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Some question why video gambling tax increase should benefit Chicago

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(The Center Square) – Video gambling is a huge cash cow for the state of Illinois and Democratic lawmakers want a bigger slice of the pie for Chicago.

A late addition to the $53.1 billion state budget that Gov. J.B. Pritzker is considering would raise the tax on the industry to 35%. The Pritzker administration estimated that the tax hike would generate an additional $35 million next fiscal year.

Springfield Mayor Misty Buscher said she recently met with the Illinois Licensed Beverage Association, which voiced concerns about more taxes on small businesses.

“With the minimum wage going up and the Paid Leave for All Workers Act, there have been a lot of additional expenses on small business, so they were very concerned about their revenues,” Buscher said at an unrelated news conference in Springfield this week.

Over 45,000 video gaming terminals (VGT) were in operation in Illinois at the end of last year. Springfield has more video gaming terminals than any other city in the state, with nearly 140 businesses offering the machines.

Chicago’s City Council has maintained its ban on VGTs since the state legalized the gaming machines for businesses holding liquor licenses in 2012.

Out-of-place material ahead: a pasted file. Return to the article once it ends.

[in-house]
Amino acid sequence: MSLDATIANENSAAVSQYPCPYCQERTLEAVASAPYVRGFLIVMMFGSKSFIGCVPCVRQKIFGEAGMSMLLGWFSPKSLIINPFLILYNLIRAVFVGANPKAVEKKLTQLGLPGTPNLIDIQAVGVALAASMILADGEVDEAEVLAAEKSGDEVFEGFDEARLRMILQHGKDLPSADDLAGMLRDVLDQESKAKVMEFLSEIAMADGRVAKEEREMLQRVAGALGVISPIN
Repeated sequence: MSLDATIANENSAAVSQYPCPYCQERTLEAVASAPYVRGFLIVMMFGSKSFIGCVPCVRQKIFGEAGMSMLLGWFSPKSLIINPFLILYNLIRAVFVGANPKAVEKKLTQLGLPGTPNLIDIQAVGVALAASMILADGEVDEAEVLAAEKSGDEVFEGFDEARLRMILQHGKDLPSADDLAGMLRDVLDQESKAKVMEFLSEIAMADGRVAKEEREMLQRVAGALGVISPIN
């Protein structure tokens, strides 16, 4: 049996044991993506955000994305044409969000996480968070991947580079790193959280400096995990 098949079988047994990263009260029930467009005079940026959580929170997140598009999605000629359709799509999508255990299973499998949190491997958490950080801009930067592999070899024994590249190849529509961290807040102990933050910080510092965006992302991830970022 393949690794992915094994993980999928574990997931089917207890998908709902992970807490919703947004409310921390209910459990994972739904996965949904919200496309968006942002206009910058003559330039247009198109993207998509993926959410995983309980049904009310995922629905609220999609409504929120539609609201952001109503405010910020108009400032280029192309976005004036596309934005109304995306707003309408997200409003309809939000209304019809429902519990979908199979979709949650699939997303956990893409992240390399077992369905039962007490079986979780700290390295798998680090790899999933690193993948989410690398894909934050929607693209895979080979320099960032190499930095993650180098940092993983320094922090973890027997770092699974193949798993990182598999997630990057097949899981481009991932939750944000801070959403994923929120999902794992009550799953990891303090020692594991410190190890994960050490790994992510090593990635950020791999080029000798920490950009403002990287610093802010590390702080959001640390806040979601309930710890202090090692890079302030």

During debate of the state budget last week, state Rep. Jeff Keicher, R-Sycamore, noted that funds from video gaming downstate are funneled to Chicago.

“All of these VGT revenues that are being raised outside the city of Chicago seem to be going and supporting significant projects in the 13th Ward, in the 26th Ward, Chicago Public Schools,” said Keicher.

Keicher said imagine the pot of money for capital projects in Chicago would enter the VGT world. A measure to allow video gaming terminals in the Windy City stalled in the Illinois General Assembly before lawmakers adjourned for the summer.

Video gaming isn’t the only part of the industry the state wants a bigger cut of. Also included in the budget legislators approved is a tax hike on sportsbook operators. The original plan would have increased the tax from 15% to 35%. A new tiered plan would tax sportsbook operators at 20% if their earnings are below $30 million, but 40% if their earnings are above $200 million.

Sports betting companies said if signed into law, higher taxes would mean worse odds and fewer promotions for users. The companies also warn the tax hike may drive all but the top three sportsbooks out of Illinois.

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